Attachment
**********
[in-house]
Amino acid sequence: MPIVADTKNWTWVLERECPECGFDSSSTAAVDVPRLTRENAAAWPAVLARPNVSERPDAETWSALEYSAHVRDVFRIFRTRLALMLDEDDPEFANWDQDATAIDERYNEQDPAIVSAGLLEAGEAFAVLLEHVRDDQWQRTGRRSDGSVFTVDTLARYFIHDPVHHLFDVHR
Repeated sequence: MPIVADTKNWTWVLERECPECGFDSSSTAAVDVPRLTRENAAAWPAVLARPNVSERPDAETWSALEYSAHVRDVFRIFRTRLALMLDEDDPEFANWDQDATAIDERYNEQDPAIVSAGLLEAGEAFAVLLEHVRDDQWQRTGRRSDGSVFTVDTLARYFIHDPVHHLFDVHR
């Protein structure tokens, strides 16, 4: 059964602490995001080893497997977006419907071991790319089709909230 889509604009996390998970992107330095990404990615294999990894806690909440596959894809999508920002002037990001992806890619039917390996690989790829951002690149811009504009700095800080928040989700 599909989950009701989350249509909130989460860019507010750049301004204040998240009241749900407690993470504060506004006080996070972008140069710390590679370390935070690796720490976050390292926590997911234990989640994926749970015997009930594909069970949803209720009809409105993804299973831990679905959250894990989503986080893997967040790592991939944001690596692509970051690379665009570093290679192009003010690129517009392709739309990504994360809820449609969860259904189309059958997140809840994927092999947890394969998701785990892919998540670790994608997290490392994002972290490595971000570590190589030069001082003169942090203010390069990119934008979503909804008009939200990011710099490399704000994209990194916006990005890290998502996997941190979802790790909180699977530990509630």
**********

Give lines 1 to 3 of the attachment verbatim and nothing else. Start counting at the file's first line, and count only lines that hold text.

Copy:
[in-house]
Amino acid sequence: MPIVADTKNWTWVLERECPECGFDSSSTAAVDVPRLTRENAAAWPAVLARPNVSERPDAETWSALEYSAHVRDVFRIFRTRLALMLDEDDPEFANWDQDATAIDERYNEQDPAIVSAGLLEAGEAFAVLLEHVRDDQWQRTGRRSDGSVFTVDTLARYFIHDPVHHLFDVHR
Repeated sequence: MPIVADTKNWTWVLERECPECGFDSSSTAAVDVPRLTRENAAAWPAVLARPNVSERPDAETWSALEYSAHVRDVFRIFRTRLALMLDEDDPEFANWDQDATAIDERYNEQDPAIVSAGLLEAGEAFAVLLEHVRDDQWQRTGRRSDGSVFTVDTLARYFIHDPVHHLFDVHR